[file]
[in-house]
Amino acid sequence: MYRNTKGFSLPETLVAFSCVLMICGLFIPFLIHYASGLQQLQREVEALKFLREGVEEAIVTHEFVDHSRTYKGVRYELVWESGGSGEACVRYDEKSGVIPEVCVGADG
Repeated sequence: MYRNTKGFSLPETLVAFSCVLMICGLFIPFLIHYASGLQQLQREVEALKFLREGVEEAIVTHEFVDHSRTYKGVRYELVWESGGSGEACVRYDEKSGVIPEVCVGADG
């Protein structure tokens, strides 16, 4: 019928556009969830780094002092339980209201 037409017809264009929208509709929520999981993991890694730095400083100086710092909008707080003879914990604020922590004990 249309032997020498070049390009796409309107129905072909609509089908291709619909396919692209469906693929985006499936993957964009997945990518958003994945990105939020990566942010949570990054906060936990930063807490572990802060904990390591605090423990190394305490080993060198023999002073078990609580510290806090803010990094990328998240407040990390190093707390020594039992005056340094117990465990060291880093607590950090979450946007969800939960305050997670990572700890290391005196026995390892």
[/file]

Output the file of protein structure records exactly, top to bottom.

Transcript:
[in-house]
Amino acid sequence: MYRNTKGFSLPETLVAFSCVLMICGLFIPFLIHYASGLQQLQREVEALKFLREGVEEAIVTHEFVDHSRTYKGVRYELVWESGGSGEACVRYDEKSGVIPEVCVGADG
Repeated sequence: MYRNTKGFSLPETLVAFSCVLMICGLFIPFLIHYASGLQQLQREVEALKFLREGVEEAIVTHEFVDHSRTYKGVRYELVWESGGSGEACVRYDEKSGVIPEVCVGADG
């Protein structure tokens, strides 16, 4: 019928556009969830780094002092339980209201 037409017809264009929208509709929520999981993991890694730095400083100086710092909008707080003879914990604020922590004990 249309032997020498070049390009796409309107129905072909609509089908291709619909396919692209469906693929985006499936993957964009997945990518958003994945990105939020990566942010949570990054906060936990930063807490572990802060904990390591605090423990190394305490080993060198023999002073078990609580510290806090803010990094990328998240407040990390190093707390020594039992005056340094117990465990060291880093607590950090979450946007969800939960305050997670990572700890290391005196026995390892």